A percentage of the total resources consumed that make up the final product or service.
The economic value created per unit of resource.
Maximizing the economic value that is created per unit of resource, over multiple lifetimes.
Using a product or material again, either for the same or an alternative function.
Process of collecting and aggregating products, components or materials at the end-of-life for reuse, recycling and returns.
Store that facilitates the exchange of secondary raw materials.
Waste materials that are recovered, recycled and reprocessed for use as raw materials.
Business model based on the sharing of under-used assets as a service.
A method to assess the social and sociological impacts of a product or service across its entire life cycle.
Establishing uniformity across manufacturing processes to minimize errors and save costs.
The total volume or mass of material in a system (i.e. industrial, municipal, organizational, etc.).
A simplified version of an LCA that focuses on the most significant environmental impacts of a product or system.
The manufacturing of an object by removing mass from the original form. Sculpting from a stone block is an example of subtractive manufacturing.
The use of goods and services that address the requirements of today's population without compromising the needs of future generations to meet theirs.
Management approach that calls for the the reduction of environmental impacts without compromising economic productivity or social equity.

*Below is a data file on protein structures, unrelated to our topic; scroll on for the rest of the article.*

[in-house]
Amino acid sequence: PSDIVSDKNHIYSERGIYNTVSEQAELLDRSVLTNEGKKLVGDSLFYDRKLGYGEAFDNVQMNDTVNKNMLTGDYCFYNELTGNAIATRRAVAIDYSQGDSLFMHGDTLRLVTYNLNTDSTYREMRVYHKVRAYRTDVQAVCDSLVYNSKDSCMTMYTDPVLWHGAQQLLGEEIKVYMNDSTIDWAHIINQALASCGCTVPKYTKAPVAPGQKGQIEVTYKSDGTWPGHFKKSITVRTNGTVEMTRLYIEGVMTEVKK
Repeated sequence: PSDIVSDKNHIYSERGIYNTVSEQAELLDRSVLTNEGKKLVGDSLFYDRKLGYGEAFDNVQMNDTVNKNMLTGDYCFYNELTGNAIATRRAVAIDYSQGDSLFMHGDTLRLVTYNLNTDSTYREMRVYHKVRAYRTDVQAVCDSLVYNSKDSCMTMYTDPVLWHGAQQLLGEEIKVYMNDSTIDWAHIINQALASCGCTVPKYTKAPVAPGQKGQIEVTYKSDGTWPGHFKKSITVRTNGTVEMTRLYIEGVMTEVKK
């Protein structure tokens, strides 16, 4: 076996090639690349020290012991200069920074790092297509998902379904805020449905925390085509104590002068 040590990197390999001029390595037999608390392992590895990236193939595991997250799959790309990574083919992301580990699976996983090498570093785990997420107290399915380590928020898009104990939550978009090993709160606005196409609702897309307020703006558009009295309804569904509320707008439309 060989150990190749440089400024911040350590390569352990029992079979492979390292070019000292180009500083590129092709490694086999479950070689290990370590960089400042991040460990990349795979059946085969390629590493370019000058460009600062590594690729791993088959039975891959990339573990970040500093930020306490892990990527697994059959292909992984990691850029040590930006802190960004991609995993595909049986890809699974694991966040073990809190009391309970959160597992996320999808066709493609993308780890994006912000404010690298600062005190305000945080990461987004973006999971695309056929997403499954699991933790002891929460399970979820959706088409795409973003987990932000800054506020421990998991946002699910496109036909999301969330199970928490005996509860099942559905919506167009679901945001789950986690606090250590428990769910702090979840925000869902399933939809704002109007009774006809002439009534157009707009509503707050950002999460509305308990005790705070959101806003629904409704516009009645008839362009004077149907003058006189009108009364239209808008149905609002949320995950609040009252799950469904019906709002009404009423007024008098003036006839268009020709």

The procurement of forestry and agricultural products from suppliers that minimize environmental impacts and protect and enhance nature and biodiversity.
Short for "synthetic crude," syncrude is an oil substance produced via hydrogenation and hydrotreating.
Short for "synthesis gas," syngas is gas mixture produced via gasification of a fuel containing carbon.
An approach that accounts for the interdependence and evolution of system elements.
An initiative to collect used products or materials from consumers and reintroduce them to the original processing and manufacturing cycle.
Man-made materials designed to be long-lasting and reused.
Use of secondary products, components or materials that results a higher economic value of that material.
Process of extracting useful materials from city waste stocks.
See "Electronic waste"
The priority order available for managing wastes, ranked in descending order of preference, based on the best environmental outcome across the lifecycle of the material. (1) Prevention, (2) Reduce, (3) Reuse, (4) Recycle, (5) Incineration, (6) Landfill.
Process of treating waste that creates energy in the form of electricity, heat or fuel.
Spent or used water that contains dissolved or suspended solids.
Program to divert all (at least 95%) waste from landfill. The scope of zero waste may or may not include incineration depending on reference.